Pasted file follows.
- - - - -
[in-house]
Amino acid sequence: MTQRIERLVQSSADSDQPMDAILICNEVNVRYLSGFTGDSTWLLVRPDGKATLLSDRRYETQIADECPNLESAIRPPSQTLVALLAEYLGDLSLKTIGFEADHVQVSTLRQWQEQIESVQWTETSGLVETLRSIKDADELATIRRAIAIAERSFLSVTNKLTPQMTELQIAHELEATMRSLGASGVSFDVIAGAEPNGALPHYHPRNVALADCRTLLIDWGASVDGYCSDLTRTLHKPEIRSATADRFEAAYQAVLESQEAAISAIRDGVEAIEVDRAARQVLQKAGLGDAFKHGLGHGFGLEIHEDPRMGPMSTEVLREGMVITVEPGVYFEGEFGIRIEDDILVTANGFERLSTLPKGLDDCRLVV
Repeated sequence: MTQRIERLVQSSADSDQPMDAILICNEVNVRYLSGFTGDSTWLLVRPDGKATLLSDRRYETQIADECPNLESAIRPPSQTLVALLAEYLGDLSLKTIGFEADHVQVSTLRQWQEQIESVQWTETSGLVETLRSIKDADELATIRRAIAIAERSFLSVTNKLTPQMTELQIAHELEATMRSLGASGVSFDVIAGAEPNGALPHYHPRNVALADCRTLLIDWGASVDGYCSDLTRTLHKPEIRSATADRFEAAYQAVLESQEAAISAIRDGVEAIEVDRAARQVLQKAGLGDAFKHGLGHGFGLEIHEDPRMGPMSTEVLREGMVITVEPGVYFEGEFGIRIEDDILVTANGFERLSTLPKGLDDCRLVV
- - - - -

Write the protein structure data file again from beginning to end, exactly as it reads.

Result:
[in-house]
Amino acid sequence: MTQRIERLVQSSADSDQPMDAILICNEVNVRYLSGFTGDSTWLLVRPDGKATLLSDRRYETQIADECPNLESAIRPPSQTLVALLAEYLGDLSLKTIGFEADHVQVSTLRQWQEQIESVQWTETSGLVETLRSIKDADELATIRRAIAIAERSFLSVTNKLTPQMTELQIAHELEATMRSLGASGVSFDVIAGAEPNGALPHYHPRNVALADCRTLLIDWGASVDGYCSDLTRTLHKPEIRSATADRFEAAYQAVLESQEAAISAIRDGVEAIEVDRAARQVLQKAGLGDAFKHGLGHGFGLEIHEDPRMGPMSTEVLREGMVITVEPGVYFEGEFGIRIEDDILVTANGFERLSTLPKGLDDCRLVV
Repeated sequence: MTQRIERLVQSSADSDQPMDAILICNEVNVRYLSGFTGDSTWLLVRPDGKATLLSDRRYETQIADECPNLESAIRPPSQTLVALLAEYLGDLSLKTIGFEADHVQVSTLRQWQEQIESVQWTETSGLVETLRSIKDADELATIRRAIAIAERSFLSVTNKLTPQMTELQIAHELEATMRSLGASGVSFDVIAGAEPNGALPHYHPRNVALADCRTLLIDWGASVDGYCSDLTRTLHKPEIRSATADRFEAAYQAVLESQEAAISAIRDGVEAIEVDRAARQVLQKAGLGDAFKHGLGHGFGLEIHEDPRMGPMSTEVLREGMVITVEPGVYFEGEFGIRIEDDILVTANGFERLSTLPKGLDDCRLVV